On August 26, 2014 I showed an amortization schedule that could be used for initially valuing servicing. I introduced the use of constant prepayment rates (CPR) in order to get a more realistic pricing than assuming the pool of mortgages or commercial loans would never prepay. Considering the ease of refinancing and the mobility of the labor market, there is a very small chance that a 30-year mortgage borrower will live in the same house for 30 years, pay only the payment due, and never refinance. That is where a CPR assumption comes in.
As I touched upon in my last post on servicing, if you are a financial institution that underwrites and packages mortgages to sell with servicing retained, your auditors might require you to take the present value of the servicing into income upon sale of the mortgages. This matrix was actually developed to give the commercial lending department an idea of how much income they would be producing each month from additional servicing. First, we will start with the inputs:
- The principal value of the pool of loans or mortgages is a given.
- The market rate used to discount the present value of the stream of servicing income however, can be a little challenging. Most auditors would agree that according to FASB rules, the discount rate should represent the observable market rate for like servicing. This might mean relying on expert opinions from firms that either make markets in servicing rights, or firms that have the ability to produce the implied market rate through modeling, if no observable market rate exists.
- In most cases, you will probably never use the next three inputs:
- “Lockout” is asking for the first “X” number of months, that no prepayments are allowed, most likely due to a prepayment penalty. Prepayment penalties are not as prevalent as they were a few years ago, but if you are offering loans with, for example, a 5-year prepayment penalty, you would enter 60 months in the yellow cell, depending on the type of prepayment penalty. Some prepayment clauses waive the penalties for sales and some do not. If no lockout, leave a zero.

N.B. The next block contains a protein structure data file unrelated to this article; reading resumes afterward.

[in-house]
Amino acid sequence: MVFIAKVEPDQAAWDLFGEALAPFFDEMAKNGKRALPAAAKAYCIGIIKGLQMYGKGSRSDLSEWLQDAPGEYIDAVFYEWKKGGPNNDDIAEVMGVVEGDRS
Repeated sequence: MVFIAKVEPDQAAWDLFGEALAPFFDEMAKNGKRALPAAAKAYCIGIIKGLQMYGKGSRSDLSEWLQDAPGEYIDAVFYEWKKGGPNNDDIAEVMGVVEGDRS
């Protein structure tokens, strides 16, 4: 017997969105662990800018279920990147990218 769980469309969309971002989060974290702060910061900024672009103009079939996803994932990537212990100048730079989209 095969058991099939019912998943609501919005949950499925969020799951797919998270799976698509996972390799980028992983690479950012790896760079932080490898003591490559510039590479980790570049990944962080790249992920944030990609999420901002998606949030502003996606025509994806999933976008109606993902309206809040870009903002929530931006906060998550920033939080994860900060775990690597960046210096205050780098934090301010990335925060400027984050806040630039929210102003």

- “Interest Only” – It may be an interest only commercial loan. Remember that if you entered any CPR other than zero, the principal prepayment will still be assumed. The stream of payments with a CPR assumes a pool of like loans that would still have prepayments. One other thing to remember: a 5-year interest only loan is actually interest only for 59 months. Enter the interest only to maturity, minus the last month. It doesn’t have to be interest only to maturity. It could be, for example, the first 12 months. If no interest only, leave a zero.
- “Zero Payment” This is for delayed payments. An example might be an agreement with a builder to delay payments for a year on loans offered by your institution to sell their homes. The function assumes negative amortization. If no delayed payments, enter a zero.
I conditionally formatted the matrix to change colors as the value went above the next dollar level:
The matrix is adjustable both horizontally and vertical by changing the yellow cells. The horizontal “Service Fee” is the interest rate retained for servicing the loan . On the vertical “Maturity (Balloon) Years” is the number of years or term of the loan.
Consider the present value of servicing a 5-year commercial loan, amortized over 30 years, with a servicing fee of .35%, you will see the service value of $1.1444. This is the value for $100 in par value. If you click on the matrix cell with the $1.1444, you will see the actual dollar value in cell K5 ($17,919.90), based on the principal value entered in cell D5.
I have frozen the sheet into two panels, so that each time you click a value in the matrix, you can still see the dollar value in cell D5.
If you are looking at the UDF and wondering why the last three inputs are divided by 12, it is because the UDF actually wants the years, not months.
Download workbook “ServiceMatrix” from:
Downloads Written in Excel 2013